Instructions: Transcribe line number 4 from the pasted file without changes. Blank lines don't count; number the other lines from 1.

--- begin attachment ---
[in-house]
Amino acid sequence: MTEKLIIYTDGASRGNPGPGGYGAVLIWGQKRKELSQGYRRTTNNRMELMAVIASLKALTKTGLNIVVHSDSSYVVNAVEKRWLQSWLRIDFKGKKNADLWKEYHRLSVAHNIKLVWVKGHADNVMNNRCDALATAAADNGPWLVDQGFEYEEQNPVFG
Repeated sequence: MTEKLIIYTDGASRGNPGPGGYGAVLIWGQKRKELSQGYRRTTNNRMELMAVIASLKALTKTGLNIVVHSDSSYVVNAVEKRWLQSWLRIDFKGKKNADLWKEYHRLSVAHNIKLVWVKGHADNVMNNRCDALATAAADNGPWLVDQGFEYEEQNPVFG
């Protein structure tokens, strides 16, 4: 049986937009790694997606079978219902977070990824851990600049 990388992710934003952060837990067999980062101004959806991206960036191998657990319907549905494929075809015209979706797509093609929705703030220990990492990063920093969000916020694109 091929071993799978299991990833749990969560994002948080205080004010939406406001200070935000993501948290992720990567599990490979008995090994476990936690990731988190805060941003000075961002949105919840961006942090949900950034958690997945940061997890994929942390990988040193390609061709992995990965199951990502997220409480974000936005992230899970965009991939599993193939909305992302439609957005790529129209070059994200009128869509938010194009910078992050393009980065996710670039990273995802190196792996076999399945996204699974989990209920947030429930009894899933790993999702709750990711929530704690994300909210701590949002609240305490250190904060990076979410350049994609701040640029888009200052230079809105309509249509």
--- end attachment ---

């Protein structure tokens, strides 16, 4: 049986937009790694997606079978219902977070990824851990600049 990388992710934003952060837990067999980062101004959806991206960036191998657990319907549905494929075809015209979706797509093609929705703030220990990492990063920093969000916020694109 091929071993799978299991990833749990969560994002948080205080004010939406406001200070935000993501948290992720990567599990490979008995090994476990936690990731988190805060941003000075961002949105919840961006942090949900950034958690997945940061997890994929942390990988040193390609061709992995990965199951990502997220409480974000936005992230899970965009991939599993193939909305992302439609957005790529129209070059994200009128869509938010194009910078992050393009980065996710670039990273995802190196792996076999399945996204699974989990209920947030429930009894899933790993999702709750990711929530704690994300909210701590949002609240305490250190904060990076979410350049994609701040640029888009200052230079809105309509249509």